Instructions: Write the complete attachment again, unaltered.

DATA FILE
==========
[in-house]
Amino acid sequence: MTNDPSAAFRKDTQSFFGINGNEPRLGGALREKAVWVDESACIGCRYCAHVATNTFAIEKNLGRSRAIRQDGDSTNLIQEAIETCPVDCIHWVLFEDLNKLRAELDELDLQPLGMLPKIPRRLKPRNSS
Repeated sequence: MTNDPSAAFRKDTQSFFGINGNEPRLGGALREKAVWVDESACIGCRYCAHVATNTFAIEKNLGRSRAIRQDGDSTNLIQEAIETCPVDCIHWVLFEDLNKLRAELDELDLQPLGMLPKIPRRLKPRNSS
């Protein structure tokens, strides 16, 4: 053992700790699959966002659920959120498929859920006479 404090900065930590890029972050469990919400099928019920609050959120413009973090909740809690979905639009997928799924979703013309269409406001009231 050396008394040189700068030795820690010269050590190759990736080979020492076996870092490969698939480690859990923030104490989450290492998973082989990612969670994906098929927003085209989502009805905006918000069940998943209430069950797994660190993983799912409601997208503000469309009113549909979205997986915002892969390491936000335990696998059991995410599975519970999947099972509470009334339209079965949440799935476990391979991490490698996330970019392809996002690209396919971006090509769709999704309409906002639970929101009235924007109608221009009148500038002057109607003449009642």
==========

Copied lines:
[in-house]
Amino acid sequence: MTNDPSAAFRKDTQSFFGINGNEPRLGGALREKAVWVDESACIGCRYCAHVATNTFAIEKNLGRSRAIRQDGDSTNLIQEAIETCPVDCIHWVLFEDLNKLRAELDELDLQPLGMLPKIPRRLKPRNSS
Repeated sequence: MTNDPSAAFRKDTQSFFGINGNEPRLGGALREKAVWVDESACIGCRYCAHVATNTFAIEKNLGRSRAIRQDGDSTNLIQEAIETCPVDCIHWVLFEDLNKLRAELDELDLQPLGMLPKIPRRLKPRNSS
């Protein structure tokens, strides 16, 4: 053992700790699959966002659920959120498929859920006479 404090900065930590890029972050469990919400099928019920609050959120413009973090909740809690979905639009997928799924979703013309269409406001009231 050396008394040189700068030795820690010269050590190759990736080979020492076996870092490969698939480690859990923030104490989450290492998973082989990612969670994906098929927003085209989502009805905006918000069940998943209430069950797994660190993983799912409601997208503000469309009113549909979205997986915002892969390491936000335990696998059991995410599975519970999947099972509470009334339209079965949440799935476990391979991490490698996330970019392809996002690209396919971006090509769709999704309409906002639970929101009235924007109608221009009148500038002057109607003449009642």